Carbon monoxide (CO) is a colorless, odorless gas that can prove fatal when inhaled. Employees who work around diesel, propane and other combustion engines are often placed at risk for CO poisoning due to the large amounts of this toxic gas being produced. If you own and/or manage a workplace with combustion engines, you should familiarize yourself with some of the common course of CO.
The Dangers of CO Inhalation
When carbon monoxide is inhaled, it impedes the body's natural ability to send oxygen to organs and tissue. Acute inhalation of CO typically results in minor, non-life-threatening complications, such as headache, nausea, weakness, rapid breathing and lethargy. Prolonged exposure, however, can result in reversible neurological effects, irreversible neurological effects or even death.
According to the Consumer Product Safety Administration (CPSA), approximately 170 people in the U.S. die each year from sources non-automobile sources. The National Safety Council and the Center for Disease Control states that an additional 5,000 people are treated in hospital emergency rooms for CO poisoning. Most cases of CO poisoning in the workplace are avoidable; employees can protect themselves by remaining conscious of their surroundings.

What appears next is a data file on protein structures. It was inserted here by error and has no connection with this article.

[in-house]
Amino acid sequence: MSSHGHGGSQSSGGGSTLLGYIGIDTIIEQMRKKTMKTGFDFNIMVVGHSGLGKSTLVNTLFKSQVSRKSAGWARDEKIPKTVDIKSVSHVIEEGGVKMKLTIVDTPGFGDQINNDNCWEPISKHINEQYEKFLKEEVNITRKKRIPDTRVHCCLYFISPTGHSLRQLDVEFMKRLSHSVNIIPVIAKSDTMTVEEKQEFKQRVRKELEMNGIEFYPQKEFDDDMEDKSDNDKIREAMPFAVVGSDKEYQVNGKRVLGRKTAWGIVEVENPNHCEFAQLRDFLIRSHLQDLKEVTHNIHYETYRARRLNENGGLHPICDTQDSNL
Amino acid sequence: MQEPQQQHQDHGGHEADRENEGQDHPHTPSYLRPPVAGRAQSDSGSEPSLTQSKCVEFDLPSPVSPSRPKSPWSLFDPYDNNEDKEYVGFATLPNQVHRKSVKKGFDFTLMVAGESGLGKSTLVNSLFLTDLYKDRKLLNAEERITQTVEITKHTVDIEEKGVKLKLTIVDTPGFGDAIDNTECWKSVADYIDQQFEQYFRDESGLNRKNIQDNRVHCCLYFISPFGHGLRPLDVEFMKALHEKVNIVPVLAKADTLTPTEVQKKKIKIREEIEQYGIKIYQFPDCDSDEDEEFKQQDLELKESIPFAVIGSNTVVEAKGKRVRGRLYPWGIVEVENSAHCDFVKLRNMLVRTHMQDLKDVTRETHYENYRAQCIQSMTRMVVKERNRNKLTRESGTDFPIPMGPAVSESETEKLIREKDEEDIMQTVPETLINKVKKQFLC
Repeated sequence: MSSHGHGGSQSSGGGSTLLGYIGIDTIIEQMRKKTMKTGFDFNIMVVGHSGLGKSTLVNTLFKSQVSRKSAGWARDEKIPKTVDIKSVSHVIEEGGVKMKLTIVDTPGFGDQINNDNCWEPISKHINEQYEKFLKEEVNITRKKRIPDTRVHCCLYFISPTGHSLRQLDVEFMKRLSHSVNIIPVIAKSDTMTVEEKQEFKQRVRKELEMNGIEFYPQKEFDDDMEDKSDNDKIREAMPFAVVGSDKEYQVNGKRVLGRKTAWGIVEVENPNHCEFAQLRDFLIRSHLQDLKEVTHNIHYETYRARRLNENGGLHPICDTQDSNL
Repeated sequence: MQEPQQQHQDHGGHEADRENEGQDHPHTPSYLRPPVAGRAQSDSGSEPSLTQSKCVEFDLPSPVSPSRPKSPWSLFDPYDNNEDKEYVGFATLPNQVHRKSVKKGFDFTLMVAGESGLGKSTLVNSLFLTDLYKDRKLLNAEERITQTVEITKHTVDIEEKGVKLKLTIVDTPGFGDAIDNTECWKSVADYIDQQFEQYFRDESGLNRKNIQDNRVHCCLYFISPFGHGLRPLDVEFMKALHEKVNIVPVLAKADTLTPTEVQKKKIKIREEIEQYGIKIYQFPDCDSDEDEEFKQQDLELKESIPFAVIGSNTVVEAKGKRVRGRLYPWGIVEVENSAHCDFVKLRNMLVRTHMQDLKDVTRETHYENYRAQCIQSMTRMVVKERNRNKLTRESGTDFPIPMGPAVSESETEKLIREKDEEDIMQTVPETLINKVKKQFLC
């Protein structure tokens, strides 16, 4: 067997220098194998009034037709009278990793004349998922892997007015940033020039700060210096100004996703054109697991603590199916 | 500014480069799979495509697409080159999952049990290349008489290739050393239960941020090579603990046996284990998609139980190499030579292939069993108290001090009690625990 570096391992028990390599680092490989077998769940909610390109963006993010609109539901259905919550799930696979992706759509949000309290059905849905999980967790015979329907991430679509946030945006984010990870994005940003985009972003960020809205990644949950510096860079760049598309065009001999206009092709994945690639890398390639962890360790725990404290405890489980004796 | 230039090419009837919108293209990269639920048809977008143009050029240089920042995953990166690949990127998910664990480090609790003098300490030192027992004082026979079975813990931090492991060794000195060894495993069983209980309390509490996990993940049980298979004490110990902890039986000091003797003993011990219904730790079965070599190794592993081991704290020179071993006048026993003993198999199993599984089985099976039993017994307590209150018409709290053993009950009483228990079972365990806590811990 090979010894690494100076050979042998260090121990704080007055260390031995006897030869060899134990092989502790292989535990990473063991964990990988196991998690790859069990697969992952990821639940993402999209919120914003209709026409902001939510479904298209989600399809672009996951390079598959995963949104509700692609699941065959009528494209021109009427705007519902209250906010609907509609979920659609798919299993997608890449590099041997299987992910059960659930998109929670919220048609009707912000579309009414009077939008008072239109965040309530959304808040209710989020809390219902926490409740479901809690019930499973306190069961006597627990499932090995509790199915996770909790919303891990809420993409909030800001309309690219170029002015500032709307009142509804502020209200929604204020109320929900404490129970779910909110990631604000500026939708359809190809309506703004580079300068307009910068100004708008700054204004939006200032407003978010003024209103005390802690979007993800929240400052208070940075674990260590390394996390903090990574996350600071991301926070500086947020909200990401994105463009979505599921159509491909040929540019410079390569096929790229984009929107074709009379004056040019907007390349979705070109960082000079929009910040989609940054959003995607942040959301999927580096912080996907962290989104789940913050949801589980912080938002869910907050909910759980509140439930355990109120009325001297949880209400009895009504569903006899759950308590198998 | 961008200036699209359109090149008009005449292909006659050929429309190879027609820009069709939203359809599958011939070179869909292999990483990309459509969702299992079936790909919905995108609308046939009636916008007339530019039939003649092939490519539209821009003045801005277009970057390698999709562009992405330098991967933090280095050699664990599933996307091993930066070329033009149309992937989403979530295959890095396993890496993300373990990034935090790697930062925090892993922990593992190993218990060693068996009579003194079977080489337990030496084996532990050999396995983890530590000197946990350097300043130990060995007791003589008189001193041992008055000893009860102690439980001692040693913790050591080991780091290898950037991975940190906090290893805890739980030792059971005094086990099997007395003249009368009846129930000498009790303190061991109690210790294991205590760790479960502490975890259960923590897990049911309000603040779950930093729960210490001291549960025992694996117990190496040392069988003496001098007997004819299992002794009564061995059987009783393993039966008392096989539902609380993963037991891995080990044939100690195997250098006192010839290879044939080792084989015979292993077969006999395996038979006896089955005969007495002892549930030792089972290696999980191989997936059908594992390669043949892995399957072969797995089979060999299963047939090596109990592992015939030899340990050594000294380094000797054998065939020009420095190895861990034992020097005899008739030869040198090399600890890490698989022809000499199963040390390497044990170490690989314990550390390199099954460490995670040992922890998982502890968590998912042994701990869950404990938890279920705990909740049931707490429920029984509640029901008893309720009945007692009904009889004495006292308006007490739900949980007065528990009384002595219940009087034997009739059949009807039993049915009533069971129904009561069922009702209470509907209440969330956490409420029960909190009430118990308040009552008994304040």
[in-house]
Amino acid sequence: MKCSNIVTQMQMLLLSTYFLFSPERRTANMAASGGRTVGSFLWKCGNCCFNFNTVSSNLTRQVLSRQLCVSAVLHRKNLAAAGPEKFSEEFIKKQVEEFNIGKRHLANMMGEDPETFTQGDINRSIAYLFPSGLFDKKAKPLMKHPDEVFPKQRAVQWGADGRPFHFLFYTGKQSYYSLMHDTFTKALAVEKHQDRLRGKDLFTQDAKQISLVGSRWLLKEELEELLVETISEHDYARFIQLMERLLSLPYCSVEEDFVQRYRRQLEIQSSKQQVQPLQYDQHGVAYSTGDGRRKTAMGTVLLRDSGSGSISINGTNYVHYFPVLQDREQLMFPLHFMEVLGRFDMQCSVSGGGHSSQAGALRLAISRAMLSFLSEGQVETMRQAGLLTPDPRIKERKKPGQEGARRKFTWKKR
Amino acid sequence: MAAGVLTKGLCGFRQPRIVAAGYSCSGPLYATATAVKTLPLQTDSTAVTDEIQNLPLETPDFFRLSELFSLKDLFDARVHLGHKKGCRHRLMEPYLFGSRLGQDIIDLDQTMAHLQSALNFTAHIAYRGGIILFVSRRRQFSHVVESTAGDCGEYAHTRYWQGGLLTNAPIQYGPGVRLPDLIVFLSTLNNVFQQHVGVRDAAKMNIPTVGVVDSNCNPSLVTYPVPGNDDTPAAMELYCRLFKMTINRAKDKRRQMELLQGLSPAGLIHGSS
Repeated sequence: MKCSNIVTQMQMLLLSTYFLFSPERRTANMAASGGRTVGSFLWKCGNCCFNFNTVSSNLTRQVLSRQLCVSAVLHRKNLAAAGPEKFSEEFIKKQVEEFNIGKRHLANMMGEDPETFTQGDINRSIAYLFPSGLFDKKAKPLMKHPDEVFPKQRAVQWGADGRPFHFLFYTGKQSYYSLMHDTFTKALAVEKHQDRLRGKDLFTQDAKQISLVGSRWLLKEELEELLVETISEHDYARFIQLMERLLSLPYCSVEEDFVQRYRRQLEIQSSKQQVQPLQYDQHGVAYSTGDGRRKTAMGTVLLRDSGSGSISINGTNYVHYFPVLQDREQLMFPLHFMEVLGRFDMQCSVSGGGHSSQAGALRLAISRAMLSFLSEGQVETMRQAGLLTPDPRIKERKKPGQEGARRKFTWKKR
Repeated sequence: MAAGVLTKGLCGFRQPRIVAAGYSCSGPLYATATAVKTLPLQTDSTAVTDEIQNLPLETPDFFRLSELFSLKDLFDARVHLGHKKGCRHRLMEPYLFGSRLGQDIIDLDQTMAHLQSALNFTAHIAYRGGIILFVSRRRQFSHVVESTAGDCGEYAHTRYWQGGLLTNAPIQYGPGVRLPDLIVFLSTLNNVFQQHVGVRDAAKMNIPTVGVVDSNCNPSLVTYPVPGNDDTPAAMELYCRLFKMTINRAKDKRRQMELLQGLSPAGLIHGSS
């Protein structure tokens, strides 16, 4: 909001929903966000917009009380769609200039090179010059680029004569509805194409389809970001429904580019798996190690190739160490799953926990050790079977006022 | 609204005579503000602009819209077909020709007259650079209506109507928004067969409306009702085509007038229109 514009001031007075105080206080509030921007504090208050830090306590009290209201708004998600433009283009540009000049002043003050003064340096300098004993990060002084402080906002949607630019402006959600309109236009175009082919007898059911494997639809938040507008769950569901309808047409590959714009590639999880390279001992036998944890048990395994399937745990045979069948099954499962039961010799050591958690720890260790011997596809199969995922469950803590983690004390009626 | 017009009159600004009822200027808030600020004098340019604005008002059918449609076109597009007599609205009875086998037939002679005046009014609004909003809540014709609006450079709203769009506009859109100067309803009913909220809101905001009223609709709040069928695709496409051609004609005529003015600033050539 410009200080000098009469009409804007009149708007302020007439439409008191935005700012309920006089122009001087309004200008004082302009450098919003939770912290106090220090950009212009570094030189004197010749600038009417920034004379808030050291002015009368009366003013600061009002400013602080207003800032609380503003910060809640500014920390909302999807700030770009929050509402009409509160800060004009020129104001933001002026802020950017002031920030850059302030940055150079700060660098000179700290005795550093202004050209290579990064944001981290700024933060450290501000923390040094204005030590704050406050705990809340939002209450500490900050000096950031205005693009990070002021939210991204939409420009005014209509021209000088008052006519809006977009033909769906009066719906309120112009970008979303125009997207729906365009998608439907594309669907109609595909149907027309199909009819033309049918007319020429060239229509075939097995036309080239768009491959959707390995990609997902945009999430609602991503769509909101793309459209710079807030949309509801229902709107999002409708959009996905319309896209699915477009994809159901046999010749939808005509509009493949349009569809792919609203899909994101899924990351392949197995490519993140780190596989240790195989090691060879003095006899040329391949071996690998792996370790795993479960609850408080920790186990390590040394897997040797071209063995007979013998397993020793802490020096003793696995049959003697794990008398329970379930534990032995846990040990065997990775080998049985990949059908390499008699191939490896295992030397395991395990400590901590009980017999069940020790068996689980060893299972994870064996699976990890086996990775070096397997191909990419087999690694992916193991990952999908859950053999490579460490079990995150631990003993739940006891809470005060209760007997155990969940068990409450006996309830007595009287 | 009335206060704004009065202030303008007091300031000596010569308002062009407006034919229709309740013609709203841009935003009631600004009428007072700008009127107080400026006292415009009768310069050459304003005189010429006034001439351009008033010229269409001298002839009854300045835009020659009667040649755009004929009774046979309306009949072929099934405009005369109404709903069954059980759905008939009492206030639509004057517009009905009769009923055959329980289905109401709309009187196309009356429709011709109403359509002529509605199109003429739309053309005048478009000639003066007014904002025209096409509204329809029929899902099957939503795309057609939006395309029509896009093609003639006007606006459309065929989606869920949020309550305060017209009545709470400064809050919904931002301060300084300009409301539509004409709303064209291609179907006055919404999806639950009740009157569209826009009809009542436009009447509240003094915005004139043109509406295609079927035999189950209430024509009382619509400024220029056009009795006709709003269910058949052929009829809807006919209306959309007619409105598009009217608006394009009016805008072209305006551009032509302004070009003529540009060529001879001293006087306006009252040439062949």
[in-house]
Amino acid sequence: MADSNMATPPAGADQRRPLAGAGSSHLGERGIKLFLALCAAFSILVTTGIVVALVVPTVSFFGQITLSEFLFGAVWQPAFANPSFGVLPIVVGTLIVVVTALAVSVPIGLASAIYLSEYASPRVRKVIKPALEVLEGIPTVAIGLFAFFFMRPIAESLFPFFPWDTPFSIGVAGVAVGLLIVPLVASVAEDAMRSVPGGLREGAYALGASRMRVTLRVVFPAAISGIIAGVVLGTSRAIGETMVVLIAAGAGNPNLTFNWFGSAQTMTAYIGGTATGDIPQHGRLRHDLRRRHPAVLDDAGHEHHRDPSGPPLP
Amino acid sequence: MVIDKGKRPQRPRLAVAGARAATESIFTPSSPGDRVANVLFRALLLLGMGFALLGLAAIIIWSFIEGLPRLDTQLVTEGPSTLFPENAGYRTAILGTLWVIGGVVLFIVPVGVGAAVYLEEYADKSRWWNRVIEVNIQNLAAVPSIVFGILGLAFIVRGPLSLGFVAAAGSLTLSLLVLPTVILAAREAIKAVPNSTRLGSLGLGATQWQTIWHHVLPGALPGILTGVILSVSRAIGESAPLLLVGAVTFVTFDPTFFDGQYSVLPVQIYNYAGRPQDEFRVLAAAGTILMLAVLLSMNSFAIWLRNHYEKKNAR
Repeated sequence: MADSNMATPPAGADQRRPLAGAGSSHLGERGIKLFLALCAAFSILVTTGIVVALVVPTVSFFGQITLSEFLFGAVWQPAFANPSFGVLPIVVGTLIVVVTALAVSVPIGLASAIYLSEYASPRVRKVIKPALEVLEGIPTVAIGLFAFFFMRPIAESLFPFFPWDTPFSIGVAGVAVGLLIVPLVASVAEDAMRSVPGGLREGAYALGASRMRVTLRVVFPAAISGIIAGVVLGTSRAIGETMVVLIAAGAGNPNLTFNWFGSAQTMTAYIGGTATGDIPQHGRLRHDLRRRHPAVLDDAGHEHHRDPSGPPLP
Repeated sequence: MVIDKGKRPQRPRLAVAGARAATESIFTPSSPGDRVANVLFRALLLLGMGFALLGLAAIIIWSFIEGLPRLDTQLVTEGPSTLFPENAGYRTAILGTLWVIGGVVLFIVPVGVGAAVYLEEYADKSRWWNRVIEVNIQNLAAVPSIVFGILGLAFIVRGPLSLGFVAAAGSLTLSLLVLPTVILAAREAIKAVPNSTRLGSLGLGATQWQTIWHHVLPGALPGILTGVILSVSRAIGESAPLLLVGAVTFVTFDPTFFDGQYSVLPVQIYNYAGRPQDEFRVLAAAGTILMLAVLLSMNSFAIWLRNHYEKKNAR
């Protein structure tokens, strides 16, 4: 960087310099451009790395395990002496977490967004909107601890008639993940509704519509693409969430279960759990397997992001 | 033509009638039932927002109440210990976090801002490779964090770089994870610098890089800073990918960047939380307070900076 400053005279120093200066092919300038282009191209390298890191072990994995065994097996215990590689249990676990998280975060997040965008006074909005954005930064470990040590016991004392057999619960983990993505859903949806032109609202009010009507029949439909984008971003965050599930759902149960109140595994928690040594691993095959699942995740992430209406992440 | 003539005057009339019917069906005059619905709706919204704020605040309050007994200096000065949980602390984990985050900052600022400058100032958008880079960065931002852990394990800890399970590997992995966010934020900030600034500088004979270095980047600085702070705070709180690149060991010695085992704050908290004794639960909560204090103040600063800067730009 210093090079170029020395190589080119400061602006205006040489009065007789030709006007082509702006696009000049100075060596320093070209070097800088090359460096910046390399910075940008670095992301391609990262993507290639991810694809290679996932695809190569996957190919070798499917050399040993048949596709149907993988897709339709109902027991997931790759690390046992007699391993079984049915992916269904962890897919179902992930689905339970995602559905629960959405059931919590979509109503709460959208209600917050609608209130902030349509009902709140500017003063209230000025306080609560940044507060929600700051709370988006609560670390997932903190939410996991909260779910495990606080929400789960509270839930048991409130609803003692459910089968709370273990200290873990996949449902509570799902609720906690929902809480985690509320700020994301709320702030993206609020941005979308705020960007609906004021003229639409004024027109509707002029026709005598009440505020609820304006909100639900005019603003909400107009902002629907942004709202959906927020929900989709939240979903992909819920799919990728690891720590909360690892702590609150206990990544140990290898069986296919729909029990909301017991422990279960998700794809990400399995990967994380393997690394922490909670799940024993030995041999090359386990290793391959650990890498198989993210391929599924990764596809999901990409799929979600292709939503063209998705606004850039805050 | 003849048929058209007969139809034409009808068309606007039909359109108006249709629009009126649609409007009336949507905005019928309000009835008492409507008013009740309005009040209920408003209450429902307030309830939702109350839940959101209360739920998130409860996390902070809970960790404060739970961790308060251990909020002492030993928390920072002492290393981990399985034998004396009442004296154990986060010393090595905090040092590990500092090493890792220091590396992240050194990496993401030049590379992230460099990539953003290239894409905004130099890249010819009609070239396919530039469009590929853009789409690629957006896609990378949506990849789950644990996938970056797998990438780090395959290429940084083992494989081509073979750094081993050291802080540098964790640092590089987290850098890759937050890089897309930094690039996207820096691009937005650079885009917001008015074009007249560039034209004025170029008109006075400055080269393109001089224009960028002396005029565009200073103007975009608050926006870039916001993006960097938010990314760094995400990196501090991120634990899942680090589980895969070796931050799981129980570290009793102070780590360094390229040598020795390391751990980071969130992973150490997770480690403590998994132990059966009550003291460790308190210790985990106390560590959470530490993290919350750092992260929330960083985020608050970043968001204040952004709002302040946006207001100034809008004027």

Note: the "normal" levels for CO is 1-3 PPM in air. The Occupational Health and Safety Administration (OHSA) states that the permissible exposure level for CO is 50 for 8 hours. At 60-150 CO PPM, the onset of minor symptoms begin, including headaches and dizziness.
Common Sources of CO In The Workplace:
- Welding machine
- Portable generators
- Gas-powered tools and equipment
- Wood-burning stoves
- Engines running in non-ventilated areas
- Any other diesel, coal, propane or gas-burning item
- Fuel-burning space heaters
The biggest problem with carbon monoxide is the simple fact that it doesn't smell or taste; therefore, workers end up poisoning themselves without even realizing it. It's not uncommon for workers to mistake their acute CO poisoning symptoms for being "over worked." This is why it's important for companies to set up functional CO monitoring devices in the workplace.
CO Monitoring and Testing
There are several different solutions available for testing and monitoring CO levels in the workplace, one of which are basic CO monitoring devices which are installed on the walls or ceiling. They work in a similar manner as smoke detectors by creating a loud audible alarm when CO is detected. Certain states have laws requiring CO detectors in workplaces with sources of combustion.
Other methods of CO testing include portable detectors and testing tubes.
Have you dealt with high above-normal levels of CO in your workplace? We'd love to hear about it in the comments section below!